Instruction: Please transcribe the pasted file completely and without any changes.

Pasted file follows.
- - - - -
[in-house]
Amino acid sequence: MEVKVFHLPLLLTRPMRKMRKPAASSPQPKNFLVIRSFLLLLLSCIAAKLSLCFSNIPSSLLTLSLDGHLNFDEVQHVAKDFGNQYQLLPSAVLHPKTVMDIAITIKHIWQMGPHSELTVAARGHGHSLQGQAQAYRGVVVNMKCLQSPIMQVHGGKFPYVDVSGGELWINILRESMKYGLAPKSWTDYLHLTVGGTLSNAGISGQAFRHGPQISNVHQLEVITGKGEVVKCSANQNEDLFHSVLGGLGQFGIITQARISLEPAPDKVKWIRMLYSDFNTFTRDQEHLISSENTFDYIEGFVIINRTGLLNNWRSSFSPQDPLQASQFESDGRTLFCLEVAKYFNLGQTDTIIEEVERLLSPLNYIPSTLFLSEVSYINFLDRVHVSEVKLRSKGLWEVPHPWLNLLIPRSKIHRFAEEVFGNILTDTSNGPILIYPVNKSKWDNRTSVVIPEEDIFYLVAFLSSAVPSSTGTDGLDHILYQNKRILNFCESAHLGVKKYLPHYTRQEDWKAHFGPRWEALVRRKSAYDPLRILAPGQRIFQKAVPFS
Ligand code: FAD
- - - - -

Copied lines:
[in-house]
Amino acid sequence: MEVKVFHLPLLLTRPMRKMRKPAASSPQPKNFLVIRSFLLLLLSCIAAKLSLCFSNIPSSLLTLSLDGHLNFDEVQHVAKDFGNQYQLLPSAVLHPKTVMDIAITIKHIWQMGPHSELTVAARGHGHSLQGQAQAYRGVVVNMKCLQSPIMQVHGGKFPYVDVSGGELWINILRESMKYGLAPKSWTDYLHLTVGGTLSNAGISGQAFRHGPQISNVHQLEVITGKGEVVKCSANQNEDLFHSVLGGLGQFGIITQARISLEPAPDKVKWIRMLYSDFNTFTRDQEHLISSENTFDYIEGFVIINRTGLLNNWRSSFSPQDPLQASQFESDGRTLFCLEVAKYFNLGQTDTIIEEVERLLSPLNYIPSTLFLSEVSYINFLDRVHVSEVKLRSKGLWEVPHPWLNLLIPRSKIHRFAEEVFGNILTDTSNGPILIYPVNKSKWDNRTSVVIPEEDIFYLVAFLSSAVPSSTGTDGLDHILYQNKRILNFCESAHLGVKKYLPHYTRQEDWKAHFGPRWEALVRRKSAYDPLRILAPGQRIFQKAVPFS
Ligand code: FAD